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Illinois grocery tax returns after one-year freeze

CHAMPAIGN – July 1 marked the end of the year-long suspension of the Illinois Grocery Tax.

The freeze was intended to provide relief to consumers in the face of inflation. 

“The governor and the General Assembly decided the thing was we would freeze the 1% state sales tax on groceries for a year,” said State Senator Linda Holmes (D-DuPage, Kendall, Kane and Will Counties).

She said after the pandemic and increased cost of living, people needed some relief – but it was always meant to last a year.  

“It was done figuring a year would be a good cushion, and quite honestly, it was,” said Sen. Holmes.

She said she didn’t expect it to have a huge impact, but she believes it provided relief when needed.

“Did you feel it every time you went to the grocery store? Probably not,” said Sen. Holmes. “However, inflation rates dropped to the lowest they’ve been since March of 2021.”

One long-time Urbana resident, Mark Husler, said it saved him about seven percent on his groceries for the last year and as someone on a fixed income, he appreciates that relief. 

“I think it helps people who are on fixed incomes, anything that can be done to help people on fixed incomes, things aren’t getting better for them,”

Although he felt the year-long relief was beneficial, he and others felt that there was more to be done. 

“I maybe would have gone a little bit farther, particularly, you know, the fiscal situation was really good in this last fiscal year, we had a balanced budget,” said State Representative Mike Marron (R-Champaign/Vermilion Counties).

However, Sen. Holmes says she feels the criticism of its conclusion is unwarranted.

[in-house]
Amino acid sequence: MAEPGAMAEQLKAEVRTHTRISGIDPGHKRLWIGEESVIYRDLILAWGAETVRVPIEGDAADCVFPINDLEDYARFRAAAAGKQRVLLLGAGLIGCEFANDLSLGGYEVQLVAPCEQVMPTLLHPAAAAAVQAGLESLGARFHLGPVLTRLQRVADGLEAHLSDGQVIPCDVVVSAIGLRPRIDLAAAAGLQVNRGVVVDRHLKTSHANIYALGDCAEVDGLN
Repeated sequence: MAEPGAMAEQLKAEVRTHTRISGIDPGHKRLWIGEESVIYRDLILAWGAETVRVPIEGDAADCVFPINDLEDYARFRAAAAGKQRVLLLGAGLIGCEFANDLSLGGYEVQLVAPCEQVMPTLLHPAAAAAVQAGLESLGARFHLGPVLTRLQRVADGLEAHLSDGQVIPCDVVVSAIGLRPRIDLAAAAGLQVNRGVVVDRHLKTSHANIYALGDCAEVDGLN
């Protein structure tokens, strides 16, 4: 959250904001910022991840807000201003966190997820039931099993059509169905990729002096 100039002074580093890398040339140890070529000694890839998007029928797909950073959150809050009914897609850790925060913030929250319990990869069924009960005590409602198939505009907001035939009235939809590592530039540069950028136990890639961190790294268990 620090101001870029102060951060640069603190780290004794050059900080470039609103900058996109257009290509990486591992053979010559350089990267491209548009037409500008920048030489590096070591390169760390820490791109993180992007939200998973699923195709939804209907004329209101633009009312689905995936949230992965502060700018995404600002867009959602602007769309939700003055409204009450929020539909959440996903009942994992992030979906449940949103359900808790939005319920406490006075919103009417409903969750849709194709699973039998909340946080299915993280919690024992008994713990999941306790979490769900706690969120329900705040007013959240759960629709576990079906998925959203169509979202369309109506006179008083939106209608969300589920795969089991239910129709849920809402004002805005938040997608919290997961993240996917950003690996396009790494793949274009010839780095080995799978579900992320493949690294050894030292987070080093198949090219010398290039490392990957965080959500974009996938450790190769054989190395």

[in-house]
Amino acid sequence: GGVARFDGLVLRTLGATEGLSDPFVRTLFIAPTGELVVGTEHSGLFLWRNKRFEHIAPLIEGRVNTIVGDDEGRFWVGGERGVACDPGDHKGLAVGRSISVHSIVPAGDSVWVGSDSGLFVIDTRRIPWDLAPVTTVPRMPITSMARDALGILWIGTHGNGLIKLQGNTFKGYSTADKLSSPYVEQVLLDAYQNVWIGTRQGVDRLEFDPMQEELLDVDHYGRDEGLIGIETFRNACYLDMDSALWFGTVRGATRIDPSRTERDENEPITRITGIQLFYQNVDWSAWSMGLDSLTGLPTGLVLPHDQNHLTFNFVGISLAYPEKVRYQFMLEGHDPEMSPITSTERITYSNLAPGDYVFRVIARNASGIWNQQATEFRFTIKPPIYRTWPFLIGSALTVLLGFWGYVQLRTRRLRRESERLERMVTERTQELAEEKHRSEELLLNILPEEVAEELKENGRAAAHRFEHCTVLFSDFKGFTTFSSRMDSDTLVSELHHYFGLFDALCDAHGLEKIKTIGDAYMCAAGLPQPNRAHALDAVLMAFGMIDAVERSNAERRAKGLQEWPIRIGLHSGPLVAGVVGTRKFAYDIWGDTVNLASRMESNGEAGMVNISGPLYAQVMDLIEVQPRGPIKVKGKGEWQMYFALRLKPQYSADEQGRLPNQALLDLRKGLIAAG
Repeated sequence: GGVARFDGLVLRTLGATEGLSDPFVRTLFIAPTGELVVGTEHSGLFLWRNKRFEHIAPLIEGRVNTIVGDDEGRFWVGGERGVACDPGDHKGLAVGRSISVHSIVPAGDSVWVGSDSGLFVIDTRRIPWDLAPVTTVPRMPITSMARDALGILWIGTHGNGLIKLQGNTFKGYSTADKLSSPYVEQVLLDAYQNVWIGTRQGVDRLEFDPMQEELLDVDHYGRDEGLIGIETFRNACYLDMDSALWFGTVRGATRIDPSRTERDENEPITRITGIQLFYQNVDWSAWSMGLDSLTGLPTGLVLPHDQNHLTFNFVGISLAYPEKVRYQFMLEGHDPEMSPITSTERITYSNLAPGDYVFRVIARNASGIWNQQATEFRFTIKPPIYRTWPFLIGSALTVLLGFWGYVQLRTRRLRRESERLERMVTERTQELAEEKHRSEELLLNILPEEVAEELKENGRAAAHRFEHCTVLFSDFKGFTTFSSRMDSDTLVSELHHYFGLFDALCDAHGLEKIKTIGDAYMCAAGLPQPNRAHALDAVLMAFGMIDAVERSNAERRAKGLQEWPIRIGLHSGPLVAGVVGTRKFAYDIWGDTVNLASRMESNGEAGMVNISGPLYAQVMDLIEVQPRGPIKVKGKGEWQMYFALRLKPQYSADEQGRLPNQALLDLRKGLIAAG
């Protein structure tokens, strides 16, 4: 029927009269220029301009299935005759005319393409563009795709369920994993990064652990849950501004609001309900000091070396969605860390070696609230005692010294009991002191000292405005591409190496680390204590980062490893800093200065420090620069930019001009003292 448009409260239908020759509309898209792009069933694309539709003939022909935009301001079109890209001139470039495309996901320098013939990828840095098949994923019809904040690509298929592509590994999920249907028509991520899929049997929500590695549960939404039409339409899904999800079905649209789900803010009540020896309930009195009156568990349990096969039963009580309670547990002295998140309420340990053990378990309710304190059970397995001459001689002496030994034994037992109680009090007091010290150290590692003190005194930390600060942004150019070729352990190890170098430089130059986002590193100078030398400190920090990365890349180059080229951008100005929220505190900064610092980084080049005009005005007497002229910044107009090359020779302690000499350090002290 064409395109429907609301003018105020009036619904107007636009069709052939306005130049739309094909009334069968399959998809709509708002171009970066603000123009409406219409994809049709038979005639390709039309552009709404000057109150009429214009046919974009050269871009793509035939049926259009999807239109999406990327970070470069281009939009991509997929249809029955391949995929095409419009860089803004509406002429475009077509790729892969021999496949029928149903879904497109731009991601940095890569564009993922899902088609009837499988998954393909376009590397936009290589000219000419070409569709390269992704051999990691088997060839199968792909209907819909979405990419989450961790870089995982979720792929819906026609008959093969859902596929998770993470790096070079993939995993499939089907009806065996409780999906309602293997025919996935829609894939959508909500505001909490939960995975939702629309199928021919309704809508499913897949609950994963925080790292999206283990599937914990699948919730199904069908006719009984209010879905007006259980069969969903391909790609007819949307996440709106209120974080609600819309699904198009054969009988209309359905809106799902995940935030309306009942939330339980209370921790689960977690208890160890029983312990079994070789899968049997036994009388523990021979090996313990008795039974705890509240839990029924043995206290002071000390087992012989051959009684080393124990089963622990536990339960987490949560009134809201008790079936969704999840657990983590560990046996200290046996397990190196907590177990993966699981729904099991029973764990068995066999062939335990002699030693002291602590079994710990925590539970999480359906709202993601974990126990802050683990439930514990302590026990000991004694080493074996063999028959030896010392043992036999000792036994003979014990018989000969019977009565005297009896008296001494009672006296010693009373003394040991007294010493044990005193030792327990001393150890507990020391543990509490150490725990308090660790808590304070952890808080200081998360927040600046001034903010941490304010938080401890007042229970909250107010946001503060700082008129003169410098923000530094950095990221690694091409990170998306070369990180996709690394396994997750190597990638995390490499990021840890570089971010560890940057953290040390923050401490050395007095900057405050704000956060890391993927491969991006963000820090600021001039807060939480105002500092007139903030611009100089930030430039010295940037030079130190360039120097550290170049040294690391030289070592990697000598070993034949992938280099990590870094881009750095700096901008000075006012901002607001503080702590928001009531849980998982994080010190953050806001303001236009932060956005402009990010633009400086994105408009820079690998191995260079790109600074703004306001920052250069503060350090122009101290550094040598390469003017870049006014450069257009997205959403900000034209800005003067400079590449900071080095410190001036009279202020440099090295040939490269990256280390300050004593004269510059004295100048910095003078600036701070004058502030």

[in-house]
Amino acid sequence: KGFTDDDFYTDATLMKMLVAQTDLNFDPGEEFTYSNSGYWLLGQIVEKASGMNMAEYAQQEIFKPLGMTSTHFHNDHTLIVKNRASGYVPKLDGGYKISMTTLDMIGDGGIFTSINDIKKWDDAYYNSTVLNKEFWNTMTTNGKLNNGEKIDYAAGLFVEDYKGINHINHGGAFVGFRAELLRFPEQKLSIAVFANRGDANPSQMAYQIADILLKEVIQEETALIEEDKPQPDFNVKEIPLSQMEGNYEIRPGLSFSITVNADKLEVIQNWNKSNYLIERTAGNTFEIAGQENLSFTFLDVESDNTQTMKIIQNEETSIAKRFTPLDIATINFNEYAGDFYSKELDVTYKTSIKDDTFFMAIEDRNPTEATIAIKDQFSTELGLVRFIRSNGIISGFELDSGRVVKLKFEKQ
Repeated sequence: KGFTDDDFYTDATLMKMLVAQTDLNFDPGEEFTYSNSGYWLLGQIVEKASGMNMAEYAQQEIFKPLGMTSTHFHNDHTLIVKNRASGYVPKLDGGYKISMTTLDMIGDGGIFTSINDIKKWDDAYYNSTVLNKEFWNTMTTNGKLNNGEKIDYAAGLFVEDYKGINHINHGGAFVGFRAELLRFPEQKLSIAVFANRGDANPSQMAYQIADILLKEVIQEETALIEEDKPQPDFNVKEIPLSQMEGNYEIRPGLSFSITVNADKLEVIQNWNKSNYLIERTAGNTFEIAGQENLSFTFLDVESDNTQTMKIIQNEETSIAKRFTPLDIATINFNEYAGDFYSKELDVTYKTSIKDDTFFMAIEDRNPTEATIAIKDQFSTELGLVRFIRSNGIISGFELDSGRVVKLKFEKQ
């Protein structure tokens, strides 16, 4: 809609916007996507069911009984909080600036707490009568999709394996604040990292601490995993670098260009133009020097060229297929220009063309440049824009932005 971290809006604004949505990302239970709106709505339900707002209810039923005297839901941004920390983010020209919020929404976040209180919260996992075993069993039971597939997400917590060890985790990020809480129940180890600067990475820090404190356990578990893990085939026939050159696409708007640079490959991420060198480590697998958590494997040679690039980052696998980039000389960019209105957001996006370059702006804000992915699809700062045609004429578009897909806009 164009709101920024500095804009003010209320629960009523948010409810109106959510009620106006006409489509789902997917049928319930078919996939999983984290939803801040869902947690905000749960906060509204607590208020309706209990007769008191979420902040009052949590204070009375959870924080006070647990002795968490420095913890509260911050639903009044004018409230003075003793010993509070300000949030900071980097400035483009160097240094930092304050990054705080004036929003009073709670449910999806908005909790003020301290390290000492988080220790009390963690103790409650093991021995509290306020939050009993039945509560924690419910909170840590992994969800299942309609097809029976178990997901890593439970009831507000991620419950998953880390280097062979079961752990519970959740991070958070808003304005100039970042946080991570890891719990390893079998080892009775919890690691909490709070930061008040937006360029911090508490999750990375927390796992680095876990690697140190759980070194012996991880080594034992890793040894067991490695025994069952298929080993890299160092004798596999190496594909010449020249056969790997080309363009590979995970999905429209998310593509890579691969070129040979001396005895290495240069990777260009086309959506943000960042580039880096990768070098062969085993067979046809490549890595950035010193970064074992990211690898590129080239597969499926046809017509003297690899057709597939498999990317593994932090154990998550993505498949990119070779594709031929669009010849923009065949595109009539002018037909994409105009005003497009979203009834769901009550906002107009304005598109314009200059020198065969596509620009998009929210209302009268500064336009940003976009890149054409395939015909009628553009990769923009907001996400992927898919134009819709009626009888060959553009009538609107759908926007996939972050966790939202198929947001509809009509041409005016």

“I thought it was fair that the one year that we’d put in there saying that it was going to be a year that it was allowed to end in the timeframe that was allotted to it,” said Holmes.

She said that just because they had a good fiscal year – doesn’t mean they should spend up all the money. 

“Obviously, there needed to be an end date to it,” said Sen. Holmes. “It’s like your household budget.”

She said that you never know what the future may hold and that they may need that money for a rainy day – especially since inflation rates are down. 

Marron said that although inflation rates are down – they aren’t down enough and he has fears for a potential recession. 

“I think anytime that we can provide long term tax relief, it’s something that needs to happen, and particularly right now, we’re not out of the woods yet on inflation,” said Rep. Marron. 

In the end, Sen Holmes says she prioritizes economic health and acknowledges not that everyone is going to have the same opinions.

“I guess that that’s the nature of our job. No matter what we do one way or the other. Somebody’s going to complain,” said Sen. Holmes.

Picture of Mae Antar

Mae Antar

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